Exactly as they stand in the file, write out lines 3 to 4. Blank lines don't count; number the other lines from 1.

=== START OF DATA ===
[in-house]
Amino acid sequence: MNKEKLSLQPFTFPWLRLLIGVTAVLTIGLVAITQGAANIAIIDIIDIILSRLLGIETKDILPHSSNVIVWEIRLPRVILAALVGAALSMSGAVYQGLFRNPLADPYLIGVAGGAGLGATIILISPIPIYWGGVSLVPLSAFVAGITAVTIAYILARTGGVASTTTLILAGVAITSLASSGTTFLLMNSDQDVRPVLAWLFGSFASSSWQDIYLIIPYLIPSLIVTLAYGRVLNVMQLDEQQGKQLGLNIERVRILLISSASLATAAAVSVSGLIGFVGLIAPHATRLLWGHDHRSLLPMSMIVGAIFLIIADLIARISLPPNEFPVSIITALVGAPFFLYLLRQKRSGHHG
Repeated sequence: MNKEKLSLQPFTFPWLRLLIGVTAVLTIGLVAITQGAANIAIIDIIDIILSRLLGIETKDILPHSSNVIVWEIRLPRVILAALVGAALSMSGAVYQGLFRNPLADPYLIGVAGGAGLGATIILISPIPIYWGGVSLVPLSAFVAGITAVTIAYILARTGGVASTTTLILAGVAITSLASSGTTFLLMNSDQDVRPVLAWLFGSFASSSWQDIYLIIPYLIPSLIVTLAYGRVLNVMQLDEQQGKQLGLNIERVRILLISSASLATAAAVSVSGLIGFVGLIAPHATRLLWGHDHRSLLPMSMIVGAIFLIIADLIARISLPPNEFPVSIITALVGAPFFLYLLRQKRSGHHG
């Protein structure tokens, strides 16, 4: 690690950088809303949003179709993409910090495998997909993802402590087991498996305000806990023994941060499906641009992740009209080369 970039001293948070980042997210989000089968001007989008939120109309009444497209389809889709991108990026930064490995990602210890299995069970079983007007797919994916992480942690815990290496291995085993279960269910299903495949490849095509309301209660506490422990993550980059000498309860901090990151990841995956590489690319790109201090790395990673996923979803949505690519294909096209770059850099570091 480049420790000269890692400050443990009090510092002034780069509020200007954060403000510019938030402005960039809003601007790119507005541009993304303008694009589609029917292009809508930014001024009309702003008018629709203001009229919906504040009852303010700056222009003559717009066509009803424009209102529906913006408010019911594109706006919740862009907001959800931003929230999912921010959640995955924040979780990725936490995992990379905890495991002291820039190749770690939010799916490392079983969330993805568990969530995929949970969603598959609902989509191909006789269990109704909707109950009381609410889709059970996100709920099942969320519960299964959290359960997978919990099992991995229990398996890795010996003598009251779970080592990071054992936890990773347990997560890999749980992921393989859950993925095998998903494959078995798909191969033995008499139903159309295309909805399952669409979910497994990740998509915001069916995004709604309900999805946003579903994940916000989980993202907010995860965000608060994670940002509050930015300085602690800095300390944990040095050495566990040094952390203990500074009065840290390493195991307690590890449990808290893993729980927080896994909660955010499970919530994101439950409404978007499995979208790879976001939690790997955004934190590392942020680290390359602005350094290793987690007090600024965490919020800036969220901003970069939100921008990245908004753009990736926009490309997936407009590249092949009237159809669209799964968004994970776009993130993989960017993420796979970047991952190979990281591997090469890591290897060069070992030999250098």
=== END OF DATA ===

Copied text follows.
Repeated sequence: MNKEKLSLQPFTFPWLRLLIGVTAVLTIGLVAITQGAANIAIIDIIDIILSRLLGIETKDILPHSSNVIVWEIRLPRVILAALVGAALSMSGAVYQGLFRNPLADPYLIGVAGGAGLGATIILISPIPIYWGGVSLVPLSAFVAGITAVTIAYILARTGGVASTTTLILAGVAITSLASSGTTFLLMNSDQDVRPVLAWLFGSFASSSWQDIYLIIPYLIPSLIVTLAYGRVLNVMQLDEQQGKQLGLNIERVRILLISSASLATAAAVSVSGLIGFVGLIAPHATRLLWGHDHRSLLPMSMIVGAIFLIIADLIARISLPPNEFPVSIITALVGAPFFLYLLRQKRSGHHG
């Protein structure tokens, strides 16, 4: 690690950088809303949003179709993409910090495998997909993802402590087991498996305000806990023994941060499906641009992740009209080369 970039001293948070980042997210989000089968001007989008939120109309009444497209389809889709991108990026930064490995990602210890299995069970079983007007797919994916992480942690815990290496291995085993279960269910299903495949490849095509309301209660506490422990993550980059000498309860901090990151990841995956590489690319790109201090790395990673996923979803949505690519294909096209770059850099570091 480049420790000269890692400050443990009090510092002034780069509020200007954060403000510019938030402005960039809003601007790119507005541009993304303008694009589609029917292009809508930014001024009309702003008018629709203001009229919906504040009852303010700056222009003559717009066509009803424009209102529906913006408010019911594109706006919740862009907001959800931003929230999912921010959640995955924040979780990725936490995992990379905890495991002291820039190749770690939010799916490392079983969330993805568990969530995929949970969603598959609902989509191909006789269990109704909707109950009381609410889709059970996100709920099942969320519960299964959290359960997978919990099992991995229990398996890795010996003598009251779970080592990071054992936890990773347990997560890999749980992921393989859950993925095998998903494959078995798909191969033995008499139903159309295309909805399952669409979910497994990740998509915001069916995004709604309900999805946003579903994940916000989980993202907010995860965000608060994670940002509050930015300085602690800095300390944990040095050495566990040094952390203990500074009065840290390493195991307690590890449990808290893993729980927080896994909660955010499970919530994101439950409404978007499995979208790879976001939690790997955004934190590392942020680290390359602005350094290793987690007090600024965490919020800036969220901003970069939100921008990245908004753009990736926009490309997936407009590249092949009237159809669209799964968004994970776009993130993989960017993420796979970047991952190979990281591997090469890591290897060069070992030999250098």